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How a Newton’s cradle for photons could reveal the secrets of photosynthesis

The device will help researchers understand the way energy transfer occurs in living systems
Stefan Steinbauer | Unsplash

One popular device for demonstrating the conservation of energy and momentum is Newton’s cradle—a series of suspended balls in contact with each other. The device in its modern form was probably devised in the 1960s and then sold as an office toy. But Newton, and various others in the 17th century, were well versed in its physics.

These principles have universal application. They apply as well on the cosmological scale as they do on the human scale. They also apply on the atomic and subatomic scale, albeit modified by the strange laws of quantum mechanics.

And that raises an interesting question: is it possible to build the quantum equivalent of a Newton’s cradle using subatomic particles, such as photons?

Today we get an answer thanks to the work of Zhen Feng at Shanghai Jiao Tong University in China and a group of colleagues. These physicists have created a Newton’s cradle out of photons and say the physics involved could help explain a range of poorly understood energy transfer processes in nature, such as photosynthesis and odor sensing.

A Newton’s cradle is a simple device. A demonstration begins by lifting and dropping the ball at one end of the suspended series. When this ball collides with the next in line, it transfers its energy and momentum. The second ball then transfers its energy and momentum to the next ball and so on, until the last ball is is propelled into the air. It swings away and then back, at which point the process of energy and momentum transfer repeats in the opposite direction.

The beauty of the device is that energy and momentum transfer do not need to be controlled at each step. Instead, the device is engineered in a way that ensures the transfer occurs by itself. The only influence the experimenter has is on the boundary condition—the height that the first ball is raised.

The question that Zhen and co investigate is whether a similar system can be engineered to work with photons.  Their equivalent of the “cradle” is a series of waveguides carved into a photonic chip. A photon enters the first waveguide, then jumps to the next, and so on, until it emerges from the last waveguide. In total, there are 23 waveguides in this chain.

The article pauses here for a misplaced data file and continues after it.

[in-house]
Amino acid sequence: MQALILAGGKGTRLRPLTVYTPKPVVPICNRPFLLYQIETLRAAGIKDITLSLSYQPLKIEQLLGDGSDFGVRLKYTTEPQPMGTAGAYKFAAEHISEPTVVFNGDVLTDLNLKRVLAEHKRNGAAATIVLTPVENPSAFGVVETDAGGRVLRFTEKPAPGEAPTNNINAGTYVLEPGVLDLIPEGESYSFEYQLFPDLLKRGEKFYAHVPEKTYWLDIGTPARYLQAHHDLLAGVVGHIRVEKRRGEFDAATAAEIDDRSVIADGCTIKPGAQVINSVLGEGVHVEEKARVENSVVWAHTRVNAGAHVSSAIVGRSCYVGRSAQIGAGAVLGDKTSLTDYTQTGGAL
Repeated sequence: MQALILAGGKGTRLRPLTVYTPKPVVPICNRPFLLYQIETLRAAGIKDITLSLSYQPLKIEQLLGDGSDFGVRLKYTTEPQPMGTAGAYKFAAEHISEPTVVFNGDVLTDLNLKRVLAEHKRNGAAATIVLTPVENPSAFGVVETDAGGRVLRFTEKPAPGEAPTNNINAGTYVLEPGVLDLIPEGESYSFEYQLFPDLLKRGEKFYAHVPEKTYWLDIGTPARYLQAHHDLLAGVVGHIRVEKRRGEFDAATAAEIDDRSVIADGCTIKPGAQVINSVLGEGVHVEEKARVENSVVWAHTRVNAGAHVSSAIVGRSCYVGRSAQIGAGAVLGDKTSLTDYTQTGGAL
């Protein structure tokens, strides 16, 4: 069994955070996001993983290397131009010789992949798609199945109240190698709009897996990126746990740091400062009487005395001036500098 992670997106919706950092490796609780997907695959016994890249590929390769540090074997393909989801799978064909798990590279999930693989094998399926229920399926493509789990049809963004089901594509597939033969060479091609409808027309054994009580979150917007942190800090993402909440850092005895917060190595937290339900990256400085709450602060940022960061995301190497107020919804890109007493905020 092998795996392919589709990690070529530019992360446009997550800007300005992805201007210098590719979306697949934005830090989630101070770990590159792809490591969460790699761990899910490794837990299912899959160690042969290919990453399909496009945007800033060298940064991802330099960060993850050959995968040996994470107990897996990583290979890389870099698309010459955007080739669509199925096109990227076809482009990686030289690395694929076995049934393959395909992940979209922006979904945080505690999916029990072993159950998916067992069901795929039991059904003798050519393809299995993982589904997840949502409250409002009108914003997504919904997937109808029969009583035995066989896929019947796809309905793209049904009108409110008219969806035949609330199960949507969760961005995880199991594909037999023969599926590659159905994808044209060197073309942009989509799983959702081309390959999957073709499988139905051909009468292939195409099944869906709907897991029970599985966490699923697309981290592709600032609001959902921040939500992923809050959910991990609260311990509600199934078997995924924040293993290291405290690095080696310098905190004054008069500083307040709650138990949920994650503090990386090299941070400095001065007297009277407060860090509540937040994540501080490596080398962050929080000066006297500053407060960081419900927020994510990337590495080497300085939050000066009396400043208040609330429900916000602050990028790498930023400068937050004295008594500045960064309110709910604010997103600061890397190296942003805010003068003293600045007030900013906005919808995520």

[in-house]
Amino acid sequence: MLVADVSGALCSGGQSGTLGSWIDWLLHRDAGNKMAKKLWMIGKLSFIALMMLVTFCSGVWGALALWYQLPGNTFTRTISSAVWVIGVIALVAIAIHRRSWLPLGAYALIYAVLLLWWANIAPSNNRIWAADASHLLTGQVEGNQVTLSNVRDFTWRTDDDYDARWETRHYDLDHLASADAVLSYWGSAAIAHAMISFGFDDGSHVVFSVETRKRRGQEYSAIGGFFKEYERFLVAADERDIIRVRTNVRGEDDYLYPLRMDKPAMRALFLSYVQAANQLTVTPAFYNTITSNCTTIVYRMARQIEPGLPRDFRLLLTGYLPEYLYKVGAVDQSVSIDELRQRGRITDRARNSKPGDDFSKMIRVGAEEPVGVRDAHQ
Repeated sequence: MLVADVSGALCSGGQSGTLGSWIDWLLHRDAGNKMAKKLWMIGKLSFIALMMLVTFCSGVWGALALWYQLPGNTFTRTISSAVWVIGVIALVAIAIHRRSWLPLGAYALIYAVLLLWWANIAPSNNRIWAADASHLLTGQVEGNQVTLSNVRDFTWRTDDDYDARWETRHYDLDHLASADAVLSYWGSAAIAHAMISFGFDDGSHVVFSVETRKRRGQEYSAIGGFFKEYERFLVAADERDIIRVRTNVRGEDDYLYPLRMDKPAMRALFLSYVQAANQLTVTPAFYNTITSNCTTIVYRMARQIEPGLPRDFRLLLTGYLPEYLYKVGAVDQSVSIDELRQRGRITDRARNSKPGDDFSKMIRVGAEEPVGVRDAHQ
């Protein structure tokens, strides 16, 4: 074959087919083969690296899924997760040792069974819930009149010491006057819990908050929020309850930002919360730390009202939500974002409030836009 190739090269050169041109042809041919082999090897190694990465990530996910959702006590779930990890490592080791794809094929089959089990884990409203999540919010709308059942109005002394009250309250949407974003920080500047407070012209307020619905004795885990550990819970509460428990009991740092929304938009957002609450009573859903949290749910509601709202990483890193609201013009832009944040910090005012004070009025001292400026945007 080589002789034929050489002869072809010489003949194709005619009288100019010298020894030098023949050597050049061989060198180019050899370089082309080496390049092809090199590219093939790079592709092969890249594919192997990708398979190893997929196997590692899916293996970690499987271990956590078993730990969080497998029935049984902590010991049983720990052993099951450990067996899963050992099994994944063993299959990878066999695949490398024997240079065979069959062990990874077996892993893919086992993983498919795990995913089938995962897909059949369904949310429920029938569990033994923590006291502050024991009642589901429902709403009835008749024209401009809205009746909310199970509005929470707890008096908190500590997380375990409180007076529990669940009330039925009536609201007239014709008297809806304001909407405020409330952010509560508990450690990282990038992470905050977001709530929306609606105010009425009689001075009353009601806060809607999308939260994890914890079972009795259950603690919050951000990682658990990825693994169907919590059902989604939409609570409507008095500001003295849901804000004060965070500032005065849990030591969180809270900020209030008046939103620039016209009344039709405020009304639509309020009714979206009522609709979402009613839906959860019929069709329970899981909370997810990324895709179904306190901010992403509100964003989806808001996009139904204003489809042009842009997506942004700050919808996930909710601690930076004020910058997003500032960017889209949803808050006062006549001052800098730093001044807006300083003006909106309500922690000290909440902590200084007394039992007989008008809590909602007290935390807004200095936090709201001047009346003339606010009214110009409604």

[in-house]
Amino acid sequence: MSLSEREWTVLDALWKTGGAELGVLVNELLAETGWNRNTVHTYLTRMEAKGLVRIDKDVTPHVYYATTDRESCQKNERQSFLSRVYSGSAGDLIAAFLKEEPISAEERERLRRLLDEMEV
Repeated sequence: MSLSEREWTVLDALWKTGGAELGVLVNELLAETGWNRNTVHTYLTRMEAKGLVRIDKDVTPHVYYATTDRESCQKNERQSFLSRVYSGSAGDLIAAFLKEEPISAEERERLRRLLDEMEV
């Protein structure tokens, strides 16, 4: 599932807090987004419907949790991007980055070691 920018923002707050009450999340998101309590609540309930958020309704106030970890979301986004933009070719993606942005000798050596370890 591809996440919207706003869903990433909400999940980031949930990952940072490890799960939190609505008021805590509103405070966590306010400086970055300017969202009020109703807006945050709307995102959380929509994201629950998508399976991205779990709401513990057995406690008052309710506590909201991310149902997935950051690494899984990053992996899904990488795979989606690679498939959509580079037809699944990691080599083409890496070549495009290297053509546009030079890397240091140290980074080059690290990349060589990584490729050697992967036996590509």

Crucially, the photon must retain its quantum “identity” during each jump. So there can be no decoherence: the photon that emerges must be recognizably the same as the one that entered the apparatus

A key factor is the coupling between the waveguides. This governs whether the photon can make the jump successfully or is reflected or absorbed.

So the way the photonic chip is engineered is crucial. Indeed, Zhen and co perfected their design so there is no need to control each jump—it just occurs in the same way as the energy transfers from ball to ball in a Newton’s cradle. “The chain is able to transfer energy between two remote sites with the same fashion of energy exchange and interaction mechanics of Newton’s cradle,” say Zhen and co.

The team also introduce noise into the cradle to see how it reduces the transfer efficiency. They do this by adding an additional waveguide—an island site—next to the chain. This appears as a dead end for photons and would seem to prevent or reduce the energy transfer. “The newly added island site can be considered as noise, defect or environment for the original boundary-controlled chain,” say the researchers.

But counterintuitively, the opposite happens. Zhen and co show that there are a wide range of conditions in which this “noise” improves the transmission efficiency instead of reducing it: “We can obtain an increase of 8% from 77% (without defect) to 85% (with defect).” 

That has some similarities with observations of energy transfer in living things. It turns out that photosynthetic systems behave in a similar way. Various research groups have noticed that defects seem to enhance the energy transfer across the giant molecular structures involved in photosynthesis. A similar effect occurs in odor sensing, which is widely thought to be a quantum phenomenon.

Being able to reproduce this puzzling effect in an artificial system will allow researchers to study it in more detail. Indeed, the photonic Newton’s cradle is set to become a useful model for better understanding the processes of life. Newton would have been amazed.

Ref: : Photonic Newton’s Cradle for Remote Energy Transport

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